I sang an Andrea Bocelli song for my International Honors Society — humblebrag — so I have had some experience singing his stuff. And I also studied a little bit of opera with a voice teacher when I was in high school. I do know some of the ways in which you’re supposed to attack certain aspects of the language.

What was it like filming that upcoming scene?
It was pure fun. People always ask me if I’m thinking about the moment and the challenge, and really what I was thinking about was my jeté and making sure I’m to the right of the desk so Bradley our camera operator can get by.

James Dittiger/NBC
James Dittiger/NBC

And I have to ask — were any of the coffee cups actually filled with liquid when you were filming or were they empty?
They were filled with liquid! But there was a little bit of tack on the bottom to make sure they stayed in the cupholder. Actually, the one that I hand Jane was filled pretty high and there were a couple takes where I think I splashed her a little bit. It was just water but like, hey man, we don’t have to fill this to the brim. But since I’m handing her one, they wanted it to feel like the real weight of a coffee cup. That drives me nuts when I see movies — hey guys, you’re holding a beverage and you’re holding it like upside down, basically. Insane.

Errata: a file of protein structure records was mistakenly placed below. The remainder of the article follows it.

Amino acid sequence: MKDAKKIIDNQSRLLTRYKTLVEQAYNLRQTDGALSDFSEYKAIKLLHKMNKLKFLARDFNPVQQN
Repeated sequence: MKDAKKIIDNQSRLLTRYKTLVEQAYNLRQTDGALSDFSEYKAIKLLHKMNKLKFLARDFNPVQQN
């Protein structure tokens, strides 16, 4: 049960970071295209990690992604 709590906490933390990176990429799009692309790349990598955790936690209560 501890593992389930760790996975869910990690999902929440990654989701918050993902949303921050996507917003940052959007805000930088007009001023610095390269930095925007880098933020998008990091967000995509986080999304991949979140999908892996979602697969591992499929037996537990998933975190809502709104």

What songs are coming up for you this season that you’re really excited about?
I do sing mostly all genres — I’m down to do a country song. I got to do a really popular boy band song this year which was fun to do my boy band thing. Pop, rock, soul, ballads, I really want to sing female singer songs. I love repurposing when covering songs so we should go as deep possible — change keys, change tempos, change genders and really have fun with it. We’ve only done season 1 so far but we already have a lot of really fun ideas for season 2. They’re not specific songs but just where we want to go musically is really exciting. I just hope that this continues to go on because I think we have a deep well of opportunity.

Zoey’s Extraordinary Playlist returns on Sunday, Feb. 16 with an encore of the premiere at 8 p.m. and episode 2 at 9 p.m. on NBC.